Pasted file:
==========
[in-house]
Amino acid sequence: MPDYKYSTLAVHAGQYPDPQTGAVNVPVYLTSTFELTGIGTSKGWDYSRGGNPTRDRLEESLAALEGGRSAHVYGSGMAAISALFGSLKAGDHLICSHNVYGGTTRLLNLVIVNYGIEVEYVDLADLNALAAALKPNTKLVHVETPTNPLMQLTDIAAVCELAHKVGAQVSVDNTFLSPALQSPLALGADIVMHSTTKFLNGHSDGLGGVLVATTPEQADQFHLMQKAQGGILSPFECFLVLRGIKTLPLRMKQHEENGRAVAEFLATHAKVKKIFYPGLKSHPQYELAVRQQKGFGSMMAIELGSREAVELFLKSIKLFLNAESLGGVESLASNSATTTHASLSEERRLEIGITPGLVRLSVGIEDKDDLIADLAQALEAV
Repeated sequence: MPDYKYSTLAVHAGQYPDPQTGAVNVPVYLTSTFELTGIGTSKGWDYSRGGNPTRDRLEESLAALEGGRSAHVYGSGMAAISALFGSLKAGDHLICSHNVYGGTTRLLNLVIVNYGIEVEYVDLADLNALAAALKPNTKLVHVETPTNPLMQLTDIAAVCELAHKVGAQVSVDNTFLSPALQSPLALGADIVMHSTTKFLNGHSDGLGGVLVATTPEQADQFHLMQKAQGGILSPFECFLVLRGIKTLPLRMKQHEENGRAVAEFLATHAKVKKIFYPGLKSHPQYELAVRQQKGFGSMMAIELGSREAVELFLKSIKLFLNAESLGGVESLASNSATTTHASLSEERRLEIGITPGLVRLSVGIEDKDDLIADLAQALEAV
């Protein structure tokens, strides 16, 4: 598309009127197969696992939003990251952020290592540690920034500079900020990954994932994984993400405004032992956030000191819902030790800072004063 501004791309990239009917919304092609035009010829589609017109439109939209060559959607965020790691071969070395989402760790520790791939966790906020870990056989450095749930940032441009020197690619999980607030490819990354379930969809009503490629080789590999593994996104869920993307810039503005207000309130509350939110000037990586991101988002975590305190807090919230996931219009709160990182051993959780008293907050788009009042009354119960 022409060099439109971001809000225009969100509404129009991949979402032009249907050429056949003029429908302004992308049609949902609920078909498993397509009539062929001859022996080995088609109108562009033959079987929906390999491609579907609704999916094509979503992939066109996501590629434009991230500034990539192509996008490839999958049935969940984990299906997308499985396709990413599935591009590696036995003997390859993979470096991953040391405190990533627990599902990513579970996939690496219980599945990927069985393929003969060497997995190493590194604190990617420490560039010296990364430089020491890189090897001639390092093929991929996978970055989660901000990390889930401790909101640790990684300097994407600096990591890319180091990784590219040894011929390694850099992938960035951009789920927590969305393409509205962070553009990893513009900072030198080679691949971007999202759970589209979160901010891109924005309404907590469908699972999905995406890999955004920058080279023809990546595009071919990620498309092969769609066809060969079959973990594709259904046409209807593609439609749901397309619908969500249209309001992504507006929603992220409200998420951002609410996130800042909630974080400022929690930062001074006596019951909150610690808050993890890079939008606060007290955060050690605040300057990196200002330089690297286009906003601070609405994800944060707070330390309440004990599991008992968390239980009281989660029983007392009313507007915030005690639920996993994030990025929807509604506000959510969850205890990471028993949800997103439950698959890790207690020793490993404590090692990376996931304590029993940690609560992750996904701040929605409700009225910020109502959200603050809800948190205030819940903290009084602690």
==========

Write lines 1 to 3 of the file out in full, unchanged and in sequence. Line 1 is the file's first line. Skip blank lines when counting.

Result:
[in-house]
Amino acid sequence: MPDYKYSTLAVHAGQYPDPQTGAVNVPVYLTSTFELTGIGTSKGWDYSRGGNPTRDRLEESLAALEGGRSAHVYGSGMAAISALFGSLKAGDHLICSHNVYGGTTRLLNLVIVNYGIEVEYVDLADLNALAAALKPNTKLVHVETPTNPLMQLTDIAAVCELAHKVGAQVSVDNTFLSPALQSPLALGADIVMHSTTKFLNGHSDGLGGVLVATTPEQADQFHLMQKAQGGILSPFECFLVLRGIKTLPLRMKQHEENGRAVAEFLATHAKVKKIFYPGLKSHPQYELAVRQQKGFGSMMAIELGSREAVELFLKSIKLFLNAESLGGVESLASNSATTTHASLSEERRLEIGITPGLVRLSVGIEDKDDLIADLAQALEAV
Repeated sequence: MPDYKYSTLAVHAGQYPDPQTGAVNVPVYLTSTFELTGIGTSKGWDYSRGGNPTRDRLEESLAALEGGRSAHVYGSGMAAISALFGSLKAGDHLICSHNVYGGTTRLLNLVIVNYGIEVEYVDLADLNALAAALKPNTKLVHVETPTNPLMQLTDIAAVCELAHKVGAQVSVDNTFLSPALQSPLALGADIVMHSTTKFLNGHSDGLGGVLVATTPEQADQFHLMQKAQGGILSPFECFLVLRGIKTLPLRMKQHEENGRAVAEFLATHAKVKKIFYPGLKSHPQYELAVRQQKGFGSMMAIELGSREAVELFLKSIKLFLNAESLGGVESLASNSATTTHASLSEERRLEIGITPGLVRLSVGIEDKDDLIADLAQALEAV